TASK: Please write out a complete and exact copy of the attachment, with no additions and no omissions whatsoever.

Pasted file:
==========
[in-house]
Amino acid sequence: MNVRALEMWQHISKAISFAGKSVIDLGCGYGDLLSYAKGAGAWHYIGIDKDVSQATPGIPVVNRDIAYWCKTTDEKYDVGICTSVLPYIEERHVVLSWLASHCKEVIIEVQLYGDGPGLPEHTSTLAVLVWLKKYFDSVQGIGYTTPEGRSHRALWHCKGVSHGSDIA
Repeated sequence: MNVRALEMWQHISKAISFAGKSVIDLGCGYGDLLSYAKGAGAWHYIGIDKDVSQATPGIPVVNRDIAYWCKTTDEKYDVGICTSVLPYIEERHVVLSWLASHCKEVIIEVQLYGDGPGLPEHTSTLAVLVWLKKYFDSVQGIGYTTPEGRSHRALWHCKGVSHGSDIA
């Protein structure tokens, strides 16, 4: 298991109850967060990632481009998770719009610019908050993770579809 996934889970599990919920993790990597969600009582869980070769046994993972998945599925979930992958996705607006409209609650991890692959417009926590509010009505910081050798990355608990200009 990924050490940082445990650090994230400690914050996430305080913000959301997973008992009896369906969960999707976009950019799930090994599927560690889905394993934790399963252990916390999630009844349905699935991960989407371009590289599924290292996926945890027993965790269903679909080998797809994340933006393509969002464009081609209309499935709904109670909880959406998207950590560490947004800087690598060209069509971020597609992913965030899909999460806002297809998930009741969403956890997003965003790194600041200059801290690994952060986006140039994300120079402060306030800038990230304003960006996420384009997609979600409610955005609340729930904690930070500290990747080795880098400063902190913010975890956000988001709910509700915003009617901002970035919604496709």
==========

[in-house]
Amino acid sequence: MNVRALEMWQHISKAISFAGKSVIDLGCGYGDLLSYAKGAGAWHYIGIDKDVSQATPGIPVVNRDIAYWCKTTDEKYDVGICTSVLPYIEERHVVLSWLASHCKEVIIEVQLYGDGPGLPEHTSTLAVLVWLKKYFDSVQGIGYTTPEGRSHRALWHCKGVSHGSDIA
Repeated sequence: MNVRALEMWQHISKAISFAGKSVIDLGCGYGDLLSYAKGAGAWHYIGIDKDVSQATPGIPVVNRDIAYWCKTTDEKYDVGICTSVLPYIEERHVVLSWLASHCKEVIIEVQLYGDGPGLPEHTSTLAVLVWLKKYFDSVQGIGYTTPEGRSHRALWHCKGVSHGSDIA
């Protein structure tokens, strides 16, 4: 298991109850967060990632481009998770719009610019908050993770579809 996934889970599990919920993790990597969600009582869980070769046994993972998945599925979930992958996705607006409209609650991890692959417009926590509010009505910081050798990355608990200009 990924050490940082445990650090994230400690914050996430305080913000959301997973008992009896369906969960999707976009950019799930090994599927560690889905394993934790399963252990916390999630009844349905699935991960989407371009590289599924290292996926945890027993965790269903679909080998797809994340933006393509969002464009081609209309499935709904109670909880959406998207950590560490947004800087690598060209069509971020597609992913965030899909999460806002297809998930009741969403956890997003965003790194600041200059801290690994952060986006140039994300120079402060306030800038990230304003960006996420384009997609979600409610955005609340729930904690930070500290990747080795880098400063902190913010975890956000988001709910509700915003009617901002970035919604496709």